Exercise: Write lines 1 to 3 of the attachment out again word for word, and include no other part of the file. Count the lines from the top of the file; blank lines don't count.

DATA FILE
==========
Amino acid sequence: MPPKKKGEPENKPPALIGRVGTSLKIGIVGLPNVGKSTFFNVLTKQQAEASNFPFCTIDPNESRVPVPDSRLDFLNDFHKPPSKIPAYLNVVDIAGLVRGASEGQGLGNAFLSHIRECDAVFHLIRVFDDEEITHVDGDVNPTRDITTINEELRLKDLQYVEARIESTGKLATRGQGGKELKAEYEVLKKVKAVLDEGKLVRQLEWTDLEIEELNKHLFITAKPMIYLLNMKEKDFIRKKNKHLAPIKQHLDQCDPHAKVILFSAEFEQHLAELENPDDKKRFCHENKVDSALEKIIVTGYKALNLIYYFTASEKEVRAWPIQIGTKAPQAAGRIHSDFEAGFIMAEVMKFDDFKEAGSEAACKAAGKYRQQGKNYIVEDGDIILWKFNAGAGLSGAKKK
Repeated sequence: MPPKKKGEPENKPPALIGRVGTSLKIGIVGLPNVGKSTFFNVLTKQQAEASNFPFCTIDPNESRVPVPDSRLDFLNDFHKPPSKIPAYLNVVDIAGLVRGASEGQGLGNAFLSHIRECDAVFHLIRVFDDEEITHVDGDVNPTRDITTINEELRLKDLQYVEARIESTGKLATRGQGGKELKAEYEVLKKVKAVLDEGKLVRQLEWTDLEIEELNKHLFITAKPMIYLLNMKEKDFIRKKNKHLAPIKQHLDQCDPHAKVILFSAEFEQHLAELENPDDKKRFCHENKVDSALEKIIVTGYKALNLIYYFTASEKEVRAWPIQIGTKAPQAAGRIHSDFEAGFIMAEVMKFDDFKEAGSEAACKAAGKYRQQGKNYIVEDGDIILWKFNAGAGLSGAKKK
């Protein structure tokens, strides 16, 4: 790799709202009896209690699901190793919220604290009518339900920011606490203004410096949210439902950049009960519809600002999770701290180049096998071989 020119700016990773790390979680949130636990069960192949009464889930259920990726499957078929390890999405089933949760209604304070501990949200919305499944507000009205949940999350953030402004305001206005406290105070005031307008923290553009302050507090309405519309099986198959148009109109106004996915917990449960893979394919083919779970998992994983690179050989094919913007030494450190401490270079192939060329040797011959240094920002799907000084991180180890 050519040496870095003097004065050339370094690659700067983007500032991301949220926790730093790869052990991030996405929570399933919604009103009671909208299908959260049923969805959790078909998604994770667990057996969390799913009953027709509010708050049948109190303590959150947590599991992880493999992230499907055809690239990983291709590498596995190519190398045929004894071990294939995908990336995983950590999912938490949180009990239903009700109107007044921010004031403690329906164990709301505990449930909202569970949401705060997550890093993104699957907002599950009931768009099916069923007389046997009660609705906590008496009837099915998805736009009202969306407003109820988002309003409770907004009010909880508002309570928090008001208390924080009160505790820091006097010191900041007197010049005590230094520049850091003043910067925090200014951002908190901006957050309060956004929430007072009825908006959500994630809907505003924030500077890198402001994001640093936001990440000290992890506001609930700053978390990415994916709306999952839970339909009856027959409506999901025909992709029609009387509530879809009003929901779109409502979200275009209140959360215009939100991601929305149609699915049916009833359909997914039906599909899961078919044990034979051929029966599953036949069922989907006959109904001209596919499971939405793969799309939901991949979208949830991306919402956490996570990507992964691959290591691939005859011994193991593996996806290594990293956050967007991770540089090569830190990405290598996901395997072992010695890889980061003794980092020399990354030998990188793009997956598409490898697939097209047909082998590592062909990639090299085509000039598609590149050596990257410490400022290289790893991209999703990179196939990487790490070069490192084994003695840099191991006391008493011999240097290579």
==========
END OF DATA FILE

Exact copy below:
Amino acid sequence: MPPKKKGEPENKPPALIGRVGTSLKIGIVGLPNVGKSTFFNVLTKQQAEASNFPFCTIDPNESRVPVPDSRLDFLNDFHKPPSKIPAYLNVVDIAGLVRGASEGQGLGNAFLSHIRECDAVFHLIRVFDDEEITHVDGDVNPTRDITTINEELRLKDLQYVEARIESTGKLATRGQGGKELKAEYEVLKKVKAVLDEGKLVRQLEWTDLEIEELNKHLFITAKPMIYLLNMKEKDFIRKKNKHLAPIKQHLDQCDPHAKVILFSAEFEQHLAELENPDDKKRFCHENKVDSALEKIIVTGYKALNLIYYFTASEKEVRAWPIQIGTKAPQAAGRIHSDFEAGFIMAEVMKFDDFKEAGSEAACKAAGKYRQQGKNYIVEDGDIILWKFNAGAGLSGAKKK
Repeated sequence: MPPKKKGEPENKPPALIGRVGTSLKIGIVGLPNVGKSTFFNVLTKQQAEASNFPFCTIDPNESRVPVPDSRLDFLNDFHKPPSKIPAYLNVVDIAGLVRGASEGQGLGNAFLSHIRECDAVFHLIRVFDDEEITHVDGDVNPTRDITTINEELRLKDLQYVEARIESTGKLATRGQGGKELKAEYEVLKKVKAVLDEGKLVRQLEWTDLEIEELNKHLFITAKPMIYLLNMKEKDFIRKKNKHLAPIKQHLDQCDPHAKVILFSAEFEQHLAELENPDDKKRFCHENKVDSALEKIIVTGYKALNLIYYFTASEKEVRAWPIQIGTKAPQAAGRIHSDFEAGFIMAEVMKFDDFKEAGSEAACKAAGKYRQQGKNYIVEDGDIILWKFNAGAGLSGAKKK
């Protein structure tokens, strides 16, 4: 790799709202009896209690699901190793919220604290009518339900920011606490203004410096949210439902950049009960519809600002999770701290180049096998071989 020119700016990773790390979680949130636990069960192949009464889930259920990726499957078929390890999405089933949760209604304070501990949200919305499944507000009205949940999350953030402004305001206005406290105070005031307008923290553009302050507090309405519309099986198959148009109109106004996915917990449960893979394919083919779970998992994983690179050989094919913007030494450190401490270079192939060329040797011959240094920002799907000084991180180890 050519040496870095003097004065050339370094690659700067983007500032991301949220926790730093790869052990991030996405929570399933919604009103009671909208299908959260049923969805959790078909998604994770667990057996969390799913009953027709509010708050049948109190303590959150947590599991992880493999992230499907055809690239990983291709590498596995190519190398045929004894071990294939995908990336995983950590999912938490949180009990239903009700109107007044921010004031403690329906164990709301505990449930909202569970949401705060997550890093993104699957907002599950009931768009099916069923007389046997009660609705906590008496009837099915998805736009009202969306407003109820988002309003409770907004009010909880508002309570928090008001208390924080009160505790820091006097010191900041007197010049005590230094520049850091003043910067925090200014951002908190901006957050309060956004929430007072009825908006959500994630809907505003924030500077890198402001994001640093936001990440000290992890506001609930700053978390990415994916709306999952839970339909009856027959409506999901025909992709029609009387509530879809009003929901779109409502979200275009209140959360215009939100991601929305149609699915049916009833359909997914039906599909899961078919044990034979051929029966599953036949069922989907006959109904001209596919499971939405793969799309939901991949979208949830991306919402956490996570990507992964691959290591691939005859011994193991593996996806290594990293956050967007991770540089090569830190990405290598996901395997072992010695890889980061003794980092020399990354030998990188793009997956598409490898697939097209047909082998590592062909990639090299085509000039598609590149050596990257410490400022290289790893991209999703990179196939990487790490070069490192084994003695840099191991006391008493011999240097290579």